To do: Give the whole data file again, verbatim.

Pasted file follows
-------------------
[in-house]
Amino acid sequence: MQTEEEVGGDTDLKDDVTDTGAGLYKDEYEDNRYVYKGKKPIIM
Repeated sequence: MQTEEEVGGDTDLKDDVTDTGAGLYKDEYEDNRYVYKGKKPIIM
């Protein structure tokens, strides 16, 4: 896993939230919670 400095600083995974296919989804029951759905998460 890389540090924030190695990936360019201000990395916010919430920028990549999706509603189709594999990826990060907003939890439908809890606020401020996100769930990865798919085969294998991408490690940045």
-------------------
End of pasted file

[in-house]
Amino acid sequence: MQTEEEVGGDTDLKDDVTDTGAGLYKDEYEDNRYVYKGKKPIIM
Repeated sequence: MQTEEEVGGDTDLKDDVTDTGAGLYKDEYEDNRYVYKGKKPIIM
């Protein structure tokens, strides 16, 4: 896993939230919670 400095600083995974296919989804029951759905998460 890389540090924030190695990936360019201000990395916010919430920028990549999706509603189709594999990826990060907003939890439908809890606020401020996100769930990865798919085969294998991408490690940045």